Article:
A project of the Galen Institute

Issue: "Social Impact"

Why doctors give Obamacare a failing grade

Jeffrey Singer
The Hill
Sun, 2014-10-19
"The Physicians Foundation made shockwaves last month when it released its 2014 Survey of America’s Physicians. The survey’s top-line finding: Of the 20,000 doctors surveyed, almost 50 percent stated that Obamacare deserves either a “D” or an “F.” Only a quarter of physicians graded it as either an “A” or a “B.” Count me among the discontented. Obamacare has harmed too many of my patients. It has done so by disrupting the doctor-patient relationship and thereby worsening the quality of patients’ care. This is the heart and soul of medicine, as I have learned in in my 33 years as a practicing physician. The doctor-patient relationship is critical for positive health outcomes because it allows both parties to work together to identify and ultimately treat medical problems. Simply put, a relationship of trust and continuity is essential to our professional mission."

Obamacare cancellations, again: Column

Tim Phillips
USA Today
Sun, 2014-10-19
"Last fall, millions of Americans breathed a sigh of relief when Obamacare didn't cancel their health care plans. Now they're holding their breath once again. Hundreds of thousands of Americans will soon receive cancellation letters affecting their 2015 health care plans — and that number may quickly rise into the millions. This wave of cancellations will fall into two categories. The first group hit will be in the individual market, the same group that suffered through at least 6.3 million cancellation letters last year. They will almost certainly be joined by millions of people in the small-employer market, which has 40 million plans and will be under Obamacare's control starting next year."

4 Rules for Replacing Obamacare

James Capretta and Lanhee Chen
Poilitico
Fri, 2014-10-17
"Republicans are in a strong position as the midterm election approaches. They are nearly certain to retain control of the House of Representatives in the next Congress and may pick up a few seats to add to their majority. They are also poised to make gains in the Senate, perhaps even adding the six seats necessary to take control of the upper chamber—and maybe more. The mere possibility of full Republican control of Congress in 2015 is leading some to wonder what Republicans would do if they found themselves in such a position come January."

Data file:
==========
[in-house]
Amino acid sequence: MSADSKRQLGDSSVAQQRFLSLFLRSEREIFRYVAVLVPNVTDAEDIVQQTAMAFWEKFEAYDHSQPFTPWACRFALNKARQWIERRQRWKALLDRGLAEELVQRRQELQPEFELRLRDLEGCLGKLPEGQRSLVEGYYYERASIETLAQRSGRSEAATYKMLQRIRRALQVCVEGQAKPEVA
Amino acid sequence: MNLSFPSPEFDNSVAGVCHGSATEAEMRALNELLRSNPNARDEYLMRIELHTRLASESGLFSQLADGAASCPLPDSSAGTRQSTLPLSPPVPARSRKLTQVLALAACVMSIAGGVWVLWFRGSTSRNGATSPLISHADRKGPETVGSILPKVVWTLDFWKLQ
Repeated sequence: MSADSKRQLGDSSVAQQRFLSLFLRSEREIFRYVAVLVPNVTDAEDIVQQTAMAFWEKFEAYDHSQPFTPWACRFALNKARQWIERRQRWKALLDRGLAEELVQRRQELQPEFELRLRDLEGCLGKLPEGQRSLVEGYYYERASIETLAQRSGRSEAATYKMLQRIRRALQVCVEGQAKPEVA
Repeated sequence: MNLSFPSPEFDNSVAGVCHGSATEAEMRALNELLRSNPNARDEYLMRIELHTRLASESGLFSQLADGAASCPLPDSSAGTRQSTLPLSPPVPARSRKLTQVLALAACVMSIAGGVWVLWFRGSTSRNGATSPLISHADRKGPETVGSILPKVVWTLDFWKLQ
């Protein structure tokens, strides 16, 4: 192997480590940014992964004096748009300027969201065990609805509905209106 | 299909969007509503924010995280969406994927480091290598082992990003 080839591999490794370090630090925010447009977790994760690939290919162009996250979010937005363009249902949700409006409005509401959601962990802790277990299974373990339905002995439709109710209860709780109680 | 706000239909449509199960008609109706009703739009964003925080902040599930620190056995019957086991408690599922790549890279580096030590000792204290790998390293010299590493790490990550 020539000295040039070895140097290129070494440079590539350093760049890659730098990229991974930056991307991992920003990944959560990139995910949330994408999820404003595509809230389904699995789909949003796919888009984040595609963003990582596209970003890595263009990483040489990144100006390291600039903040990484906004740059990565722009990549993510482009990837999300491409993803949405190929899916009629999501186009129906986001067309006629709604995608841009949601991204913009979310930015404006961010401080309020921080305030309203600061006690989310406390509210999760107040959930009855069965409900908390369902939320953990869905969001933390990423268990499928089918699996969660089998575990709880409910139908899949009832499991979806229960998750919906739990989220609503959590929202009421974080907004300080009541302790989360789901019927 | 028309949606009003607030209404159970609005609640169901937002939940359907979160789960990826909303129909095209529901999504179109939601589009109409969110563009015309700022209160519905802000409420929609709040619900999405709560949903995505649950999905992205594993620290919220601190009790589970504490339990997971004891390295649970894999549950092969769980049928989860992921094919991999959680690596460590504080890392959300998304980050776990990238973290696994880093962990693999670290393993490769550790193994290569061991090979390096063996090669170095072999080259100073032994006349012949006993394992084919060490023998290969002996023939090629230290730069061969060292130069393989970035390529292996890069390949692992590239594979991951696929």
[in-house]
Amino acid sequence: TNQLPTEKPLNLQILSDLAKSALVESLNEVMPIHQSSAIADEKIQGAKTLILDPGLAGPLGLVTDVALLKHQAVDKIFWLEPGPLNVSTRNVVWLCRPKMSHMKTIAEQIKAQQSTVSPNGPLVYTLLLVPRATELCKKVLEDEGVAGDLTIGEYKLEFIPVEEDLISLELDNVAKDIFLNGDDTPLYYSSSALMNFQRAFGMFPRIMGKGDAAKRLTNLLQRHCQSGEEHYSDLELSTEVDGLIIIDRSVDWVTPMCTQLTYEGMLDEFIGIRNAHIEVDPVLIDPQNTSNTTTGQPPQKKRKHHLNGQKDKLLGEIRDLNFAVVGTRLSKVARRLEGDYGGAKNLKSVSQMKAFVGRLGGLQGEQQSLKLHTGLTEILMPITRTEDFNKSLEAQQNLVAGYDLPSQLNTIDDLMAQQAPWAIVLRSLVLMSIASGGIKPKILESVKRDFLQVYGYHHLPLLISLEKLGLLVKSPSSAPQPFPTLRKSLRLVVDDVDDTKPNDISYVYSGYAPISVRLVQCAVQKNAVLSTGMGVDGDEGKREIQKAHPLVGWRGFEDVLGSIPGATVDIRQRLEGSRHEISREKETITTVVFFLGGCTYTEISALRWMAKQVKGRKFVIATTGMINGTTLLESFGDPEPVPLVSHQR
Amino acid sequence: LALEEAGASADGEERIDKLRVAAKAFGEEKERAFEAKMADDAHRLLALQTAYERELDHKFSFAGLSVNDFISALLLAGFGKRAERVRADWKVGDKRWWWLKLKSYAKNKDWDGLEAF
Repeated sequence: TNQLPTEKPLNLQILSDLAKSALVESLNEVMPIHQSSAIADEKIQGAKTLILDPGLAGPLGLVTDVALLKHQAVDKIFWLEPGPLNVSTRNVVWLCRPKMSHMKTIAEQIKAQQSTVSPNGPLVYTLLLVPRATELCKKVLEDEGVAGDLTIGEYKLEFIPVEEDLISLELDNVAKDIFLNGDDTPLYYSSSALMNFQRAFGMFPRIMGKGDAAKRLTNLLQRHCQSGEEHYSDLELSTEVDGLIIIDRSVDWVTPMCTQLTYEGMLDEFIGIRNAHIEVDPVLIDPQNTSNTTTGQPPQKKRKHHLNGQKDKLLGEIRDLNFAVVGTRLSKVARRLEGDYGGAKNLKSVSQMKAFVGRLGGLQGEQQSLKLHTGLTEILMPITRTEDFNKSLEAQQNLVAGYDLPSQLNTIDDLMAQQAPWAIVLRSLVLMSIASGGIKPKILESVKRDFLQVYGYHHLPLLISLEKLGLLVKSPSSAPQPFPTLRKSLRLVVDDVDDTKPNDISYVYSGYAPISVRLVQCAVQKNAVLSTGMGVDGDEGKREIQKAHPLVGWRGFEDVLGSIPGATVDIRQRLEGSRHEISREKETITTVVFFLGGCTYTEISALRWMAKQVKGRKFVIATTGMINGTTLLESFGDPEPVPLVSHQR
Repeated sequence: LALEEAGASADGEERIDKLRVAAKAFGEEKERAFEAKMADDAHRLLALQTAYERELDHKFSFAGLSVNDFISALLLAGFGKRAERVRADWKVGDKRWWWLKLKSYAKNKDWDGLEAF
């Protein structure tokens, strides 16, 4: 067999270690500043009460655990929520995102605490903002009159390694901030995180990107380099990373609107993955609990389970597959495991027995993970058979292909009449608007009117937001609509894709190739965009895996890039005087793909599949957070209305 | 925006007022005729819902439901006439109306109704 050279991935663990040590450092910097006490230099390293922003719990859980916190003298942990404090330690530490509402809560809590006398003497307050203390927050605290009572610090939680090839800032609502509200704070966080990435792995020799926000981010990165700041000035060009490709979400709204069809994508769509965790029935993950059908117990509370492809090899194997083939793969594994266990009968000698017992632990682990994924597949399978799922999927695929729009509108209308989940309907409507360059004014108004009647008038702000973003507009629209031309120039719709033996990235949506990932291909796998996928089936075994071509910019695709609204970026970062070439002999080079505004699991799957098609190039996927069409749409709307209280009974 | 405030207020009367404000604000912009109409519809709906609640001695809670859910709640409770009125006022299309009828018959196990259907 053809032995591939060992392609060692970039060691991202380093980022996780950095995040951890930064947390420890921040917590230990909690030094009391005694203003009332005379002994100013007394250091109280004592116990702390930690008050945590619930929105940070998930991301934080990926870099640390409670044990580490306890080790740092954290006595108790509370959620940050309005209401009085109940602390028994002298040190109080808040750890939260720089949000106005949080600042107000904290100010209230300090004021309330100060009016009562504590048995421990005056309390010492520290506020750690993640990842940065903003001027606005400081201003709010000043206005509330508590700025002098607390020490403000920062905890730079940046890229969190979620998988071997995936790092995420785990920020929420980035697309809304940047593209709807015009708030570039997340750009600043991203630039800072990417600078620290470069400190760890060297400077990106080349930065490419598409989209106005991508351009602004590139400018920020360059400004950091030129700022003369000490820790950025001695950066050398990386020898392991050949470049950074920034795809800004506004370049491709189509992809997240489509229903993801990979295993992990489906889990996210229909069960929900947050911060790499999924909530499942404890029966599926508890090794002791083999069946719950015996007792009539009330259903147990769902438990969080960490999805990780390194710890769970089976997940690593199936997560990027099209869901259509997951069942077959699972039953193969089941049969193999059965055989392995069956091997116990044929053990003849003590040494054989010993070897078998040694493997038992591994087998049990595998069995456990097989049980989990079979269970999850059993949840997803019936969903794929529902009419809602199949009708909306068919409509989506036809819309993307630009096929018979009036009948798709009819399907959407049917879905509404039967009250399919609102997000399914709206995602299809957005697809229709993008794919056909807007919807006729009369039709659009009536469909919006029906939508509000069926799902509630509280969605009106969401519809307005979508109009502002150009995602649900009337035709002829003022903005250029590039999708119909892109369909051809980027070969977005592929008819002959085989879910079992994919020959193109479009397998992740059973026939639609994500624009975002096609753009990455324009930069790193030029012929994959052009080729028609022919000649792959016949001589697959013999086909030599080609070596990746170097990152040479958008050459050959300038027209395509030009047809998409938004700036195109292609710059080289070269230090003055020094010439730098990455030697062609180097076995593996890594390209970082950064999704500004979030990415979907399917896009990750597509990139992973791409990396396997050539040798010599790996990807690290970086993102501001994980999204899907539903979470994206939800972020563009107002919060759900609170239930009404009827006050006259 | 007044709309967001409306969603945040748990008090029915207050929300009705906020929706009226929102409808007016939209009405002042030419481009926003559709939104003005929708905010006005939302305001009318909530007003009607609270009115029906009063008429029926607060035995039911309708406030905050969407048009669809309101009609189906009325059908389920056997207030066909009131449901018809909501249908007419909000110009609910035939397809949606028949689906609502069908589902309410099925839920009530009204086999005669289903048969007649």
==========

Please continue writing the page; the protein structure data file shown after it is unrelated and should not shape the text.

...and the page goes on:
Big jump for PreferredOne premiums

Christopher Snowbeck, Minneapolis Star-Tribune
Fri, 2014-10-17
"Sticker shock awaits thousands of people with health coverage through PreferredOne, the top seller on the MNsure exchange during its first year. The Golden Valley-based insurer said Wednesday that its individual market subscribers will see an average premium increase next year of 63 percent due to high claims costs. “Given the volatility of the individual marketplace due to the first year of the [federal health law], this increase is a significant step at stabilizing our rates and plans for the years to come,” the company said in a statement."

Sorry, pundits: Obamacare is still a major midterm issue

Noah Rothman
Hot Air
Fri, 2014-10-17
"Depending on the source, the Affordable Care Act’s fading from the front burner of American political discourse with just weeks to go before the midterm elections is either a lamentable condition or one to celebrate. Analysts on both the left and the right, however, agree that Obamacare is not the pressing issue that the pundits predicted it would be just a few short months ago. “[T]here is as much ‘good’ news about the PPACA out there for Democrats to point to as there is ‘bad’ news for Republicans to point to so, in some sense, it ends up becoming a wash and neither party can really benefit from the issue,” Christian Science Monitor contributor Doug Mataconis submitted in September in an effort to explain why Obamacare has not proven to be the motivating force many assumed it would be."